Tours are also an option. Unison Turkey runs a variety of food-themed trips, including a four-night Istanbul Culinary Break (€669pp based on four sharing) with market visits, street food and meals at the city’s best, under-the-radar restaurants. Flights are extra.

Details: Unison Turkey (unisonturkey.com). Turkish Airlines (turkishairlines.com) flies direct from Dublin from €192pp return. Read more about Turkey on goturkey.com.

6) Catalonia, Spain 

When it comes to Catalan cuisine, it’s hard to look past Barcelona. From the teeming Boqueria market to its zingy tapas bars and scintillating fine-dining restaurants, the city is a regular inclusion on lists of the world’s top gourmet getaways. But look past it you must.

That’s because, an hour up the road, lies Girona where you’ll find El Celler de Can Roca, the restaurant that replaced Noma as San Pellegrino’s World’s Best Restaurant.

Run by three Roca brothers, the restaurant “create(s) magic without undue theatrics”. Girona’s medieval streets and atmospheric Jewish quarter are also full of creative Catalan chefs, tapas bars, and fresh fare from the Mercat del Lleó.

If you haven’t the budget (or reservation) for El Celler, grab a taste of what the fuss is about at the Roca brothers’ ice-cream parlour, Rocambolesc Gelateria (rocambolesc.com).

Details: Aer Lingus (aerlingus.com) flies from Cork and Dublin to Barcelona. Ryanair (Ryanair.com) flies from Dublin to Girona. For more on Catalonia see spain.info.

7) Tokyo, Japan 

This is one of Asia’s most mind-boggling mega-cities, a sprawling, invigorating and at times completely baffling mix of ancient customs, futuristic technology and fascinating people. Overcome the culture shock, however, and you’ll never look back.

Tokyo has more Michelin stars than any other city (323 at the last count), but its breathtaking sushi and ramen can also be eaten straight off counter-top conveyor belts. There are high-end restaurants like Narisawa and Nihonryori Ryugin and there is the frenetic vibrancy of Tsukiji fish market, or the immersive deliciousness of Ramen Alley at Tokyo Station.

Details: JAL (jal.com) flies from London Heathrow. For more on Japan visit seejapan.co.uk.

8) Paris, France 

Ok, Paris is no longer the gastro-capital of the world. But it’s still Paris.

“Nothing left me feeling more in love with life than a sensational meal in Paris,” as Michael Steinberger writes in Au Revoir to All That: Food, Wine And The End Of France (Bloomsbury, 2010). For every bloated bistro trading on former glories you can still find a new opening or creative chef taking terroir and tradition and transforming them into something dynamic and delicious.

Trish Deseine’s The Paris Gourmet (Flammarion) is a good start. The set menus at Les Papilles (lespapillesparis.fr) and Frenchie (frenchie-restaurant.com) are always worth investigating. The market stalls at Aligre, the Bastille and St-Quentin are as bustling and colourful as ever, and bistros like Semilla (54 rue de Seine) are getting better.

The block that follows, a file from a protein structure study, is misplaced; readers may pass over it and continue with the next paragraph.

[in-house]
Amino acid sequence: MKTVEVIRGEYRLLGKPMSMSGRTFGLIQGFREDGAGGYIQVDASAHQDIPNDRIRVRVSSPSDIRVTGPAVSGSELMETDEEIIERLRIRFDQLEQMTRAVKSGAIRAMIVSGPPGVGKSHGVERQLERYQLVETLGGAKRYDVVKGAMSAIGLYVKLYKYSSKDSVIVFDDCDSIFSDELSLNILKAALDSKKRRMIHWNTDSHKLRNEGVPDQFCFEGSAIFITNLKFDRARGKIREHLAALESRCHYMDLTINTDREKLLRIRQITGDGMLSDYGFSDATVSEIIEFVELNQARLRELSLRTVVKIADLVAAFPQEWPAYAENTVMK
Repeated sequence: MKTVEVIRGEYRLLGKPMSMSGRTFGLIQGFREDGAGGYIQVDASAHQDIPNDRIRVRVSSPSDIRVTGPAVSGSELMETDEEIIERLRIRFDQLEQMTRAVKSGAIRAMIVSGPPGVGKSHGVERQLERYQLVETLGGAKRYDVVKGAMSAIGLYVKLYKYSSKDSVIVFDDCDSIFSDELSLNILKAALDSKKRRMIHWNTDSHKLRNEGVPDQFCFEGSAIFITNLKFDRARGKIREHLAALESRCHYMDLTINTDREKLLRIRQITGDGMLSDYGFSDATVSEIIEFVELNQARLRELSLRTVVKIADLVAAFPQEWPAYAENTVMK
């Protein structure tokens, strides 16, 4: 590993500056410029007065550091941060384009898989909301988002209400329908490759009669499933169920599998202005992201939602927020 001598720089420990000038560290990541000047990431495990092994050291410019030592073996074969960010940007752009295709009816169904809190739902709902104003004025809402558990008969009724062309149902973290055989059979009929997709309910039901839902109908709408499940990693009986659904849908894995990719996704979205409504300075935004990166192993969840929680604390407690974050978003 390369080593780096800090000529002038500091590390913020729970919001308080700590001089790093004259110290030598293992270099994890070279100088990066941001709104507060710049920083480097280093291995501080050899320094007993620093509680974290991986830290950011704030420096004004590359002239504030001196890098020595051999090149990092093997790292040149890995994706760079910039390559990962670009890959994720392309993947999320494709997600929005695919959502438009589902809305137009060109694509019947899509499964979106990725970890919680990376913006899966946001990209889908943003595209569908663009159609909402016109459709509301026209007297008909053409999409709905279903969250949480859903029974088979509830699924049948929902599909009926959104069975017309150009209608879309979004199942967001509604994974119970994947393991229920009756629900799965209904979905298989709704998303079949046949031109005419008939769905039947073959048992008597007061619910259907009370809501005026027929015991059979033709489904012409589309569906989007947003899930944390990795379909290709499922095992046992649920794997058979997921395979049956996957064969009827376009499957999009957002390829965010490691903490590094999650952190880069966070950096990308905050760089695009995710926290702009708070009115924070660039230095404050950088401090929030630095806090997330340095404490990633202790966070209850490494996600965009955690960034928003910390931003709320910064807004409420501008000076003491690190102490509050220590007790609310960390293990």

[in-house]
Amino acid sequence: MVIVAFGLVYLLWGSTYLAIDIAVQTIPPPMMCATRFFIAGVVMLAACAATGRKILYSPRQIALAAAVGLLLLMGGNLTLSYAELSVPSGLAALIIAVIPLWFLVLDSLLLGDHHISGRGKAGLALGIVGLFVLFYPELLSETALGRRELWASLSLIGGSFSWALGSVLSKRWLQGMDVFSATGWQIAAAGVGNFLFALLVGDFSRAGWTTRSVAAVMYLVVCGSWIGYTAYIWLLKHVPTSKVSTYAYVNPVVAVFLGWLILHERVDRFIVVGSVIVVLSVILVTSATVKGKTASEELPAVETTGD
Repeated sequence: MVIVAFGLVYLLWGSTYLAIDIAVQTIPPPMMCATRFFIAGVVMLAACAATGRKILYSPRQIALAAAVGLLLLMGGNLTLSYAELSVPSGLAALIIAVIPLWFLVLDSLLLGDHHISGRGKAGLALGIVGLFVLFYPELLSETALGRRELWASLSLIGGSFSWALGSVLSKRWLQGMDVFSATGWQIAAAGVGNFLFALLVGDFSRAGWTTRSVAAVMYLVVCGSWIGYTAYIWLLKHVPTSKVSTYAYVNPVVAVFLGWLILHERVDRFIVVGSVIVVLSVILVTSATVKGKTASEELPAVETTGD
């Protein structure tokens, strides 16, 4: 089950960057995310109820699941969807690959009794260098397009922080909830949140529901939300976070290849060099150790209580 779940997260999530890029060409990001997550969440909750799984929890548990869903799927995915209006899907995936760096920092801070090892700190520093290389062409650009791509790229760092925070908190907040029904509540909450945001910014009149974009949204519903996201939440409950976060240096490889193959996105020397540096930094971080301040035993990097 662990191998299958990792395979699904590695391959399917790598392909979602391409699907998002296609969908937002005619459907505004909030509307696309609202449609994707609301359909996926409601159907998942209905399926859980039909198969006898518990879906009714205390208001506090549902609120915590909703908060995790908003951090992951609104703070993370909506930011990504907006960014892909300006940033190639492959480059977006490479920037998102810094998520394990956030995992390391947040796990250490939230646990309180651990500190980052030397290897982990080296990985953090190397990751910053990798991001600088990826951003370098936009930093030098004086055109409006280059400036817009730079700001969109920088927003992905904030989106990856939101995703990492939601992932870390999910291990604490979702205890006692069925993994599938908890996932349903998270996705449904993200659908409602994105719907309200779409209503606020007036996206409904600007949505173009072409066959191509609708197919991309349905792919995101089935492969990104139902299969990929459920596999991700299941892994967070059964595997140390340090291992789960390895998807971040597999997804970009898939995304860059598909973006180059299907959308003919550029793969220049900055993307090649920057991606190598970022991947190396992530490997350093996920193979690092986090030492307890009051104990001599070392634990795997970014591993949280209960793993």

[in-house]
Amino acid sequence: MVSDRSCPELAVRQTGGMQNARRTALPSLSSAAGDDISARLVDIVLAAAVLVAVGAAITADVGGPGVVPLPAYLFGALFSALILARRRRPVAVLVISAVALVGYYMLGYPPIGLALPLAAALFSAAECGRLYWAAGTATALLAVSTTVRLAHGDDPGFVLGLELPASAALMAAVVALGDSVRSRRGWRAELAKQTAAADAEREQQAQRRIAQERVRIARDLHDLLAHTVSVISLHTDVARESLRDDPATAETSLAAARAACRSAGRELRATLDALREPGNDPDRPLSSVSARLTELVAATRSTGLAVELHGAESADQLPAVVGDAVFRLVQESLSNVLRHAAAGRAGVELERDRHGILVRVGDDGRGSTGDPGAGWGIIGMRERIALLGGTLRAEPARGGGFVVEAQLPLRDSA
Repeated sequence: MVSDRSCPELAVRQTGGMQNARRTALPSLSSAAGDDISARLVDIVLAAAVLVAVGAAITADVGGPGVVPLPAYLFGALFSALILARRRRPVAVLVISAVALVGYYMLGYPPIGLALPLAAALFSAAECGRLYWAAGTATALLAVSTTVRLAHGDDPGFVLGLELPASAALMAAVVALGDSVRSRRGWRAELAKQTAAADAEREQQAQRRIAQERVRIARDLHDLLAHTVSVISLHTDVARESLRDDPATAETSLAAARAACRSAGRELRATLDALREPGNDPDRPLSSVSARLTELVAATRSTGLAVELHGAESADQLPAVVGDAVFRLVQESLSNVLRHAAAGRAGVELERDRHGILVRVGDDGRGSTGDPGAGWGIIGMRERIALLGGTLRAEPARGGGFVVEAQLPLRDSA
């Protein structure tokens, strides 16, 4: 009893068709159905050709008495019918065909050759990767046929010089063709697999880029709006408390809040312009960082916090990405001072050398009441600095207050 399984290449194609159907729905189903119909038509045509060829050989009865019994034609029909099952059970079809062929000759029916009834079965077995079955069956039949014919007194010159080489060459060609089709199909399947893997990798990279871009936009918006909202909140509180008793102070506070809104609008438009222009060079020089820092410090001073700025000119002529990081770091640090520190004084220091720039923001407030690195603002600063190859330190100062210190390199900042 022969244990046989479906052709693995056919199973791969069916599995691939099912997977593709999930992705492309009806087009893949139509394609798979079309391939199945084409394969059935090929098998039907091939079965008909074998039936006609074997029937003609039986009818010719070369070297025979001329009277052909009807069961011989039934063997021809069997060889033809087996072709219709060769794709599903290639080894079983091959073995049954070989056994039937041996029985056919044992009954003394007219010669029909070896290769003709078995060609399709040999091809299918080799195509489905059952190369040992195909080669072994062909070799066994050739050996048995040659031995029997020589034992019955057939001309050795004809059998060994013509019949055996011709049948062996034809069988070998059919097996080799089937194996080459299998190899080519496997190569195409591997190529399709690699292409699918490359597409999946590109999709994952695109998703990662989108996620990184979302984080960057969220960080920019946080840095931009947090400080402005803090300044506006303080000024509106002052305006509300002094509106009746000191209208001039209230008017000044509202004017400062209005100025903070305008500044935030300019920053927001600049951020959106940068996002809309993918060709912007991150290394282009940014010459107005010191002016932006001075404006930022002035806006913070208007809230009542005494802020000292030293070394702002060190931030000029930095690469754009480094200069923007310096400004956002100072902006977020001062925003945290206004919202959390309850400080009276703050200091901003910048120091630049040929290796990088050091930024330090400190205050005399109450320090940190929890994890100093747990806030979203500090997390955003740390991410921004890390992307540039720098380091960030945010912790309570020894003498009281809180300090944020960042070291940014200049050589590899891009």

Details: Aer Lingus and Ryanair fly from Dublin and Cork to Paris. See also en.parisinfo.com.

CROATIA CALLING WITH FLIGHTS FROM IRELAND

The Istrian Riviera in Croatia offers lots of sightseeing, lolling on pebble or sand beaches, exploring unspoilt islands and discovering interesting historical facts about this interesting place. ClickandGo.com offers a selection of package holidays to the area including Aer Lingus flights. www.clickandgo.com

THESSALONIKI IS EU’S OFFICIAL YOUTH CAPITAL

Visitors to the second city of Greece — Thessaloniki — in the next few weeks will fully immerse in festive fun as the city launched the biggest Christmas Park in the area. The city welcomes 2014 as the European Youth Capital and 100,000 resident students gives it a unique pulse. Check out www.thessaloniki2014.eu.

NORWAY’S THE SPOT FOR THE NORTHERN LIGHTS

Create some unforgettable memories by taking a trip to see the northern lights, or the aurora borealis, as they are also known. SAS can get travellers from Dublin to Tromso in Norway from €269 and bookings can be made by visiting www.flysas.ie. To find out more about the northern lights, try www.visitnorway.com.

WATERFORD CELEBRATES VIKING HERITAGE

They came in 914, in a great Scandinavian fleet under the leadership of Ragnall, to plunder and establish what became Waterford. Now Ireland’s oldest city has announced it will mark its milestone birthday — Waterford1100 — with a huge outdoor spectacle on Saturday, Jan 4, that recreates the Viking arrival.!

FOTA RESORT OFFERS DETOX PACKAGE

Fota Island Resort is just minutes from the city of Cork but claims to be in a world of its own when it comes to relaxation. The hotel now offers an overnight Detox Retreat for singles or couples, with prices starting from €303 per night per room. Call 021-4673000 for details or log onto www.fotaisland.ie